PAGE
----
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Ludwig van BEETHOVEN (1770-1827)
Violin Sonata No. 9 in A Major, Op. 47 Kreutzer [33:20]
Violin Sonata No. 7 in C Minor, Op. 30/2 [27:04]
Rondo in G major for Violin and Piano, WoO 41 [4:15]
Johannes BRAHMS (1833-1897)
Scherzo from Sonatensatz in C minor, Op. posth. from FAE Sonata [5:15]
Max Rostal (violin)
Franz Osborn (piano)
rec. 1949/1952, London

Max Rostal is remembered principally as a pedagogue and rather underrated as a violinist. He did make a number of recordings, and I see that anytime soon the Documents Label are releasing a 10 CD set of his legacy in their no-frills Milestones of a Violin Legend series. Meloclassic have already issued a collection of radio broadcasts, which I had the pleasure of reviewing last year. That 2 CD set includes the Beethoven Op. 30/2 which is featured here.

He was born in Teschen, a town on the Austrian Hungarian border, in 1905. When he was eight, his family relocated to Vienna, enabling him to study with Arnold Rosé, concertmaster of the Vienna Philharmonic and leader of the Rosé String Quartet. In 1919 he moved to Vienna to study with Carl Flesch. It was soon evident that he had a natural aptitude for teaching, and from 1930-1933 he taught at the Berlin Hochschule. When the Nazis came to power he moved to London and took up a post at the Guildhall School of Music, which he held from 1944-1958. He then returned to Cologne, where he taught until 1982, concurrently holding a similar position at the Conservatory in Bern, Switzerland. Here he died on August 6, 1991, at the age of 86. Aside from his pedagogical activities, he maintained a solo career, and was an enthusiastic champion of contemporary music. His interpretation of Bartók’s Second Violin Concerto gained admiration in some quarters. He premiered Alan Bush's Concerto in 1949. He also performed works by Bax, Moeran, Stevens, Frankel and Lennox Berkeley.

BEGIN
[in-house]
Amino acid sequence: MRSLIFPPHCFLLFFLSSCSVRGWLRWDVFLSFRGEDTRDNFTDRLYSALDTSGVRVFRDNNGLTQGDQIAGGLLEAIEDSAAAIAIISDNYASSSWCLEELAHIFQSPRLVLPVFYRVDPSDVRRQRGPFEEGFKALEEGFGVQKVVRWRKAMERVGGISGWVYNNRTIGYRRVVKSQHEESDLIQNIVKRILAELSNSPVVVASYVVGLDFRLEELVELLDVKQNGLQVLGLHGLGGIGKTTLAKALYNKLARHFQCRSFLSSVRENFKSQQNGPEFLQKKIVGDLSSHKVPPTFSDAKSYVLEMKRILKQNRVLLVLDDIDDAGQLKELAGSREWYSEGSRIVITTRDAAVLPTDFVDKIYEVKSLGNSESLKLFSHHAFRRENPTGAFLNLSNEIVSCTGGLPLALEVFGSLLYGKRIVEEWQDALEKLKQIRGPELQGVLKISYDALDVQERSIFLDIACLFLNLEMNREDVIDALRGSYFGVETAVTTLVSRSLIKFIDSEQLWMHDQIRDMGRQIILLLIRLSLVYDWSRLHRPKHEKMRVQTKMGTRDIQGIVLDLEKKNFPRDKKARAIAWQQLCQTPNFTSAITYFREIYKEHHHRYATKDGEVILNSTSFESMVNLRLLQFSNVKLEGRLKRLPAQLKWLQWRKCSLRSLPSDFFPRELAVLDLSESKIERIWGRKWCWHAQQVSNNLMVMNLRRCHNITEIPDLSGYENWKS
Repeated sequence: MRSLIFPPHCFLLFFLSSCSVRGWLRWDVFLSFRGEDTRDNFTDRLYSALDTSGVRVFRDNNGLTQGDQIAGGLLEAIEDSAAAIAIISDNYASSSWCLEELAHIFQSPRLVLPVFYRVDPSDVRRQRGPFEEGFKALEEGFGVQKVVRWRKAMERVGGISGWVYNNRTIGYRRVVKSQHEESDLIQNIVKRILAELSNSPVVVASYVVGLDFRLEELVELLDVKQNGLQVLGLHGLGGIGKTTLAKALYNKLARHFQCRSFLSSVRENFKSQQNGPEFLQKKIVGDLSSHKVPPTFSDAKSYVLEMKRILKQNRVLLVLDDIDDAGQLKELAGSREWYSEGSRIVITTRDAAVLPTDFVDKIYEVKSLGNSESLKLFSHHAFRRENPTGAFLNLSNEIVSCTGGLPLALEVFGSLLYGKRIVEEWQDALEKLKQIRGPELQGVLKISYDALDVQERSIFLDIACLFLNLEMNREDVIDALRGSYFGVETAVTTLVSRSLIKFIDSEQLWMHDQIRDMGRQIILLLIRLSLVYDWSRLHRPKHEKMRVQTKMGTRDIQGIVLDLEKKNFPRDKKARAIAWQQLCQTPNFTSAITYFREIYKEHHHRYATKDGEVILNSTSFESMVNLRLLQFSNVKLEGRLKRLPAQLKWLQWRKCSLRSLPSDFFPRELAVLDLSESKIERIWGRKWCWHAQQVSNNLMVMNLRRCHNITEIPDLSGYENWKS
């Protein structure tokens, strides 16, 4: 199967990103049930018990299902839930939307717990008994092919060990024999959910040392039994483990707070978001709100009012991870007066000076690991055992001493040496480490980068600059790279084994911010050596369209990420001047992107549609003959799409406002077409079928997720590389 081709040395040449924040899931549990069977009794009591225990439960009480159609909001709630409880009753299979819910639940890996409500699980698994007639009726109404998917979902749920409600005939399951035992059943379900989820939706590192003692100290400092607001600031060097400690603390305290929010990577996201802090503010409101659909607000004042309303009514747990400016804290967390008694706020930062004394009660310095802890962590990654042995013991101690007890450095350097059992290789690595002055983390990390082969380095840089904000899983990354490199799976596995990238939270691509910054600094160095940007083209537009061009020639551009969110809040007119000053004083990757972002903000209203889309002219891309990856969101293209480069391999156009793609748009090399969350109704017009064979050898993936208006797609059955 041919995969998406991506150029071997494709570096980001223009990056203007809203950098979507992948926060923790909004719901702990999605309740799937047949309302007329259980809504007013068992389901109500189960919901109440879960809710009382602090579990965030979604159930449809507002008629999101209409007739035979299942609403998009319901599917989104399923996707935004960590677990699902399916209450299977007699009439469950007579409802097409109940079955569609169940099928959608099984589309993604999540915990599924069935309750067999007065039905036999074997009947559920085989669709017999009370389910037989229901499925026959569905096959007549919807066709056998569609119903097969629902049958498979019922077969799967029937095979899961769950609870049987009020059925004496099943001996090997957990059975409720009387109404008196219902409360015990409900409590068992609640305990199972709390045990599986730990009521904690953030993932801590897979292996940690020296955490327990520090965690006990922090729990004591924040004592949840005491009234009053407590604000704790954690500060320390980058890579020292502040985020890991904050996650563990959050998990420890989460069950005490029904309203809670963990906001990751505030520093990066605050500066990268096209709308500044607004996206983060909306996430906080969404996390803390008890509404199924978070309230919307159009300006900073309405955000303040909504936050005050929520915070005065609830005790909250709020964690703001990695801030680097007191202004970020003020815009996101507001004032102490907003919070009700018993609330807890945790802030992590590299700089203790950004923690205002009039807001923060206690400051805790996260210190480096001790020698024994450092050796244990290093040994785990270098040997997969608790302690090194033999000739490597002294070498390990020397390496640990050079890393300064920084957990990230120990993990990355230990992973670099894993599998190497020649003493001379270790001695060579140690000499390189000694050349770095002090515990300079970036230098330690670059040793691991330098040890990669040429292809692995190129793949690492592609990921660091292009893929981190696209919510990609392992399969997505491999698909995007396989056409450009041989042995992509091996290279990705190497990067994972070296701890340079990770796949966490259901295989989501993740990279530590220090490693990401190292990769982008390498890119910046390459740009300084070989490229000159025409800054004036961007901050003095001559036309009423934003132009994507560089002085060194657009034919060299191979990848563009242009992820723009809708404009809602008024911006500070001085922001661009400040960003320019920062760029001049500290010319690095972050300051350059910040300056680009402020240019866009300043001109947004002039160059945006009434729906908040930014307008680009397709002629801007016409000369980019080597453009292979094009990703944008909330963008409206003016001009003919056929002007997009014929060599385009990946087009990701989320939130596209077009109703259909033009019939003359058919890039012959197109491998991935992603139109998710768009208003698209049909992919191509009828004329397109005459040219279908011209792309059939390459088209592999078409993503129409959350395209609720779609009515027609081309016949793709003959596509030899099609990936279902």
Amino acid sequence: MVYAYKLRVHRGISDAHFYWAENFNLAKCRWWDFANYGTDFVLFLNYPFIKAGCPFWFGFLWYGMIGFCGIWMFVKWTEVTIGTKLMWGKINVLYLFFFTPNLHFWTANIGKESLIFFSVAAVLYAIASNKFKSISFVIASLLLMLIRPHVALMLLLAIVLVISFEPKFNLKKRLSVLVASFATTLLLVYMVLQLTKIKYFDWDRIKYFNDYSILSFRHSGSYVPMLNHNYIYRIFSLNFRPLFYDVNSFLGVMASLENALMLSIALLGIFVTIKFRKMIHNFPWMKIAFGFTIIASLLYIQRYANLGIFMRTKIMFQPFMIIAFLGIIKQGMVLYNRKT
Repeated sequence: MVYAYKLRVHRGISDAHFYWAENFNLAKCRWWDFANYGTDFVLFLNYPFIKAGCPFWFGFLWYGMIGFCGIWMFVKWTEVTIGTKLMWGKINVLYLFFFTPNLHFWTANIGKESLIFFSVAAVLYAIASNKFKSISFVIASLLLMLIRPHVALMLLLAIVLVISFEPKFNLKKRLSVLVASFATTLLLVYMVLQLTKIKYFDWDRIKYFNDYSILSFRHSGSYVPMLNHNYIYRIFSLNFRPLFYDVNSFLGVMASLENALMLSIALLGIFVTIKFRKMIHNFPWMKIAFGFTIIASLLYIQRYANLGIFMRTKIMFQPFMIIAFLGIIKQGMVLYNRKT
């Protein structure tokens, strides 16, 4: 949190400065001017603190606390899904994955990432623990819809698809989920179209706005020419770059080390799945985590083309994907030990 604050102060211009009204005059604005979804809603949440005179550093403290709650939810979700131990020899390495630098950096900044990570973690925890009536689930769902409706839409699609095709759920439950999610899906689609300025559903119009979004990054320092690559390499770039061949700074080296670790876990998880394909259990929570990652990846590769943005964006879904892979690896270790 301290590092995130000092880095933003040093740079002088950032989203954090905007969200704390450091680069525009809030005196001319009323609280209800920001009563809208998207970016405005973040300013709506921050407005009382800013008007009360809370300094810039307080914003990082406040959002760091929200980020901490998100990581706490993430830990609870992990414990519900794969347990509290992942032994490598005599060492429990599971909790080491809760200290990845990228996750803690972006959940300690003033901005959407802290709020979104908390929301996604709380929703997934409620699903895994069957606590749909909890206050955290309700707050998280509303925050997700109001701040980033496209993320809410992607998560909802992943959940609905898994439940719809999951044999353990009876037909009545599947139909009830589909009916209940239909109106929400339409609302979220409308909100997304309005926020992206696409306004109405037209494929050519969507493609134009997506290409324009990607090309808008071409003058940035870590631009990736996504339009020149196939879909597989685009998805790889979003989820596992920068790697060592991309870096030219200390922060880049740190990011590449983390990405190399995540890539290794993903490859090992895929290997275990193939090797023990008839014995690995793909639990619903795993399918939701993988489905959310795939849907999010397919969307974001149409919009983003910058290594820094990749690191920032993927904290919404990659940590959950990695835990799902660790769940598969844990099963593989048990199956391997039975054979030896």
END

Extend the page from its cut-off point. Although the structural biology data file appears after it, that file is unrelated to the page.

The performance of the Kreutzer is one of dramatic intensity, sufficiently combative in the opening movement, with both Rostal and Osborn constituting a partnership of equals. The slow movement is poetically moulded. The players invest the finale with sufficient amounts of energy and enthusiasm. Struggle and anguish inform the first movement of the Violin Sonata No. 7 in C Minor. “Poignant and wistful” just about sums up the Adagio cantabile, and the duo truly capture the mood with playing of deep felt emotion. A crisply animated Scherzo precedes a finale, where the turbulence and strife of the opener make a potent return.

The outer sections of the Brahms Scherzo are not as power-driven as some performances I've heard and, unfortunately, the central section tends to sag a little. The Beethoven Rondo has charm and geniality in full measure, and makes an attractive little filler.

All in all, the digital remastering of these recordings and their appearance on CD add immeasurably to the Rostal discography and as such should be enthusiastically welcomed.

Stephen Greenbank

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